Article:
The character of the gay parades in the US has changed over the years to become less activist and more celebratory - there are floats and amplified music and a Mardi Gras kind of atmosphere often prevails. The parades are sometimes criticised by many gays themselves as well as by members of the mainstream population. The criticisms usually centre around the display of public nudity, sado-masochistic paraphernalia and other sexualized features in the parades, which the community fears will expose gays and lesbians to ridicule.

Others believe that sexual preference is a private matter and refuse to participate in the gay pride parades. Says Tim Cormack, a 40-year-old gay actor from Kansas City, Missouri: "I am open about my sexuality, but I don't flaunt it. I don't want to hear about what others do in the privacy of their own homes, and I don't talk about what I do. I don't participate in parades because what I do in the bedroom doesn't matter to the rest of my life. Why should I parade about it?"

Notwithstanding the famous gay parade, however, the US has been extremely backward in providing homosexuals with equal rights under the law. Homosexuality began to be decriminalised in some parts of the western world starting in the mid 1800s. Throughout the 20th century, one nation after another followed suit in repealing laws against same-sex practices -including countries like Thailand, Chad, Czechoslovakia and Hungary. But it wasn't until 2003 that the US Supreme Court finally struck down sodomy laws in all US states that had not already done away with them (and the majority had not).

Gay marriages were legalised first in the Netherlands in 2001. Norway, Spain, UK, Belgium, Canada, and South Africa followed suit; but in the US, gay marriage is legal today in only two states - Massachusetts and California (the latter in June, 2008). Some states authorise what are known as same-sex domestic partnerships that allow gay couples to receive the same government benefits as heterosexual couples. But as recently as 2007, the states of Maryland and Iowa struck down lower court rulings allowing gay marriage.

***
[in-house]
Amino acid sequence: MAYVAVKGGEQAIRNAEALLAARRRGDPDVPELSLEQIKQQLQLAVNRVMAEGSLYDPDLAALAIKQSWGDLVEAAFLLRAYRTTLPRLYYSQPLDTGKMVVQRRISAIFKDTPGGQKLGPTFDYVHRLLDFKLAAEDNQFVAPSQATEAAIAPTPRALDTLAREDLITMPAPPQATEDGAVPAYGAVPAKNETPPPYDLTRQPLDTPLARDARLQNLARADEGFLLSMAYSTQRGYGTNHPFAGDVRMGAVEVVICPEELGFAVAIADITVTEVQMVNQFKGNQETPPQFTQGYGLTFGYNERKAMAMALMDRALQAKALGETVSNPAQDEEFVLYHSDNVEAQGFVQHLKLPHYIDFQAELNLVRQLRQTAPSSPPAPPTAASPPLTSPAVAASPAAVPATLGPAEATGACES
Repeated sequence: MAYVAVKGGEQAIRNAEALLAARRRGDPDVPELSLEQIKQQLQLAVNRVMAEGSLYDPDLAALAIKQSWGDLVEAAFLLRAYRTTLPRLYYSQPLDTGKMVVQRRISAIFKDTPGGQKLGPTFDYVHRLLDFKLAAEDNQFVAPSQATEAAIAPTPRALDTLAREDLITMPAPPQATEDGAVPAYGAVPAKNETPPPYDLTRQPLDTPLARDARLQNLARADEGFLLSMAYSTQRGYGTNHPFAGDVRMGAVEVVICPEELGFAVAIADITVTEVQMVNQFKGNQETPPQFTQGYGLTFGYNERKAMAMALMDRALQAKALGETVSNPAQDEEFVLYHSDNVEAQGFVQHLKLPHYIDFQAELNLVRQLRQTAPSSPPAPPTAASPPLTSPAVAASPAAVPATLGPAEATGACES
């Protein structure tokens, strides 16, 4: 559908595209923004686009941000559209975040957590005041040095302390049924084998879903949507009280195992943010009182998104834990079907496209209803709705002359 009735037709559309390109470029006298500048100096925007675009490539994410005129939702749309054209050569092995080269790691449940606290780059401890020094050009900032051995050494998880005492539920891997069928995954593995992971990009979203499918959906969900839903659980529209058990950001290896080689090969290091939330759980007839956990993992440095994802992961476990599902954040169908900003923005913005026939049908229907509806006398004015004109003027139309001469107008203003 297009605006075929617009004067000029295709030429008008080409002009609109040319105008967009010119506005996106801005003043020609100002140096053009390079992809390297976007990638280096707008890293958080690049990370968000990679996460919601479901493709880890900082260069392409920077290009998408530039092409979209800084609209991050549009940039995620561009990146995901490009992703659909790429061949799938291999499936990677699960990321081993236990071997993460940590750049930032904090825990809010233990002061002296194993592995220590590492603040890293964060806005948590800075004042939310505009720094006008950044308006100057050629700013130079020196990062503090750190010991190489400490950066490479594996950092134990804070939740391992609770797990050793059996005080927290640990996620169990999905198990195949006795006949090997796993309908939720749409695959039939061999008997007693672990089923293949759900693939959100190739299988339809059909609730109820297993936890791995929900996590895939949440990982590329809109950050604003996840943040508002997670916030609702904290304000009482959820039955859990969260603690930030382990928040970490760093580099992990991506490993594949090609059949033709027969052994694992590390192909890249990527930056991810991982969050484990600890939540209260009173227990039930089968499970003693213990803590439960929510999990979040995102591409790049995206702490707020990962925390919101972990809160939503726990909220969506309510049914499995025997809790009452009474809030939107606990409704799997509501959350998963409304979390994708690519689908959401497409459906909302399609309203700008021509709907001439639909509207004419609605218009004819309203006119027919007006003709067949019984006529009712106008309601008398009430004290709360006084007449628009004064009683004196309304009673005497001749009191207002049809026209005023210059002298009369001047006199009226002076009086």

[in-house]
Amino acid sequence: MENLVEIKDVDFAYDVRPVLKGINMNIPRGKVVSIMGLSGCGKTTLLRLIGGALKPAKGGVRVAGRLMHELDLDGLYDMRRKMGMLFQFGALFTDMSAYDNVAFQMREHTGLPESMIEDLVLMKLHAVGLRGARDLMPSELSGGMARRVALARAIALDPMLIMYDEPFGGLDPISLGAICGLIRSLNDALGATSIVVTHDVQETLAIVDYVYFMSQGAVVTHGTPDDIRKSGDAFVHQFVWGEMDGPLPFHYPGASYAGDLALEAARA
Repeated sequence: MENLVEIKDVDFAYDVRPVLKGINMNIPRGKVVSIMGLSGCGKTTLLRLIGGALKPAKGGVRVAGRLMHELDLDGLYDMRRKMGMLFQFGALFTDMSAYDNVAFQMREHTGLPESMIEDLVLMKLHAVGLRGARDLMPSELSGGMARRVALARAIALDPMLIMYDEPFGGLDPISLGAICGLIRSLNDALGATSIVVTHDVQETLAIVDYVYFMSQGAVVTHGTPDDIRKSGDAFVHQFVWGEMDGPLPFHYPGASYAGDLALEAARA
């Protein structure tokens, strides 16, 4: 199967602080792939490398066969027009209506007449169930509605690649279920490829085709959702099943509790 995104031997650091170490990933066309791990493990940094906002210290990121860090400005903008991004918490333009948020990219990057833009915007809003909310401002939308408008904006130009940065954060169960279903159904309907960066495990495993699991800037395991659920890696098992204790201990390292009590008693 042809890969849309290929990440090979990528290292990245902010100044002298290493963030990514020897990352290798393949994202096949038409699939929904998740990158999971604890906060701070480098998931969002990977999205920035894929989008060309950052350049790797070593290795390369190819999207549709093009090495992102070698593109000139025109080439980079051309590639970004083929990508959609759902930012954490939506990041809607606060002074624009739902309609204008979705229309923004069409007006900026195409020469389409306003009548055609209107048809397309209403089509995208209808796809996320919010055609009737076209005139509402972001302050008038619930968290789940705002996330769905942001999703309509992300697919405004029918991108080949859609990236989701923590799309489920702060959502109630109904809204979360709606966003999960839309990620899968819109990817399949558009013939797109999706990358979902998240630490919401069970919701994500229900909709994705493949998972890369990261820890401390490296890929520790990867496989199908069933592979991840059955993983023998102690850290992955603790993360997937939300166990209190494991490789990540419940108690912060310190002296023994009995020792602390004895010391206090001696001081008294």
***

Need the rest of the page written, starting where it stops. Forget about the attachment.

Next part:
The majority of Christian churches of various denominations, as well, do not sanction gay marriage. The Catholic Church requires people ‘struggling with homosexuality' to practise chastity. The Church of Jesus Christ of Latter Day Saints does not condemn same-sex attraction as sinful but stresses that it needs to be overcome. The exception is the United Church of Christ which condones gay marriage; some parts of Anglican and Lutheran churches also bless gay unions.

Moira de Swardt is the pastor of the Gay Christian Church in South Africa where gay marriage is legal. I asked her how different denominations could have different opinions about something as fundamental as marriage which has been written about in the Bible and has been around since the time of Christ. According to her: "Different Christian groups, sometimes even within denominations, interpret the scriptures differently... very fundamentalist groups often claim to be ‘Bible-based' churches, while liberal churches claim that being a Bible-based church is a heresy because Christ is the Church's one foundation. The Bible teaches that God is love. Thus, the question of homosexual marriage doesn't go to the Bible, but to God's love for his creation. Many other churches, however, rejected our basic belief that Jesus died for the whosoever..."

In the US, the Christian right is deeply entrenched and will likely continue to fight State sanction of homosexuality in any form. The largest international organisation actively opposing homosexuality, Exodus International, was founded in and is headquartered in the US.

But change may well come with help from other mainstream groups that are also fighting for equal rights in all arenas. Says Karen Hickey, a 33-year-old heterosexual mother of two from Portland, Oregon: "My views on equality for everyone, including women and homosexuals, definitely sway my vote. The ‘land of the free' doesn't extend to

everyone who lives here. As a feminist, I notice when women are downtrodden and not treated as equals. Homosexual couples are not treated as well as heterosexual couples. Having marital rights would give homosexual couples rights to inherit, visit their spouse in the hospital, insure each other, and many other rights which those of us who are heterosexual take for granted."

The US today cannot be termed the most progressive nation in championing equal rights for gays. But, given the current globalised environment, its contribution in depicting the lifestyle and thinking of a community that has for far too long lived on the margins of western society, cannot be termed insignificant.

(This article first appeared in Hardnews magazine on August 4, 2008.)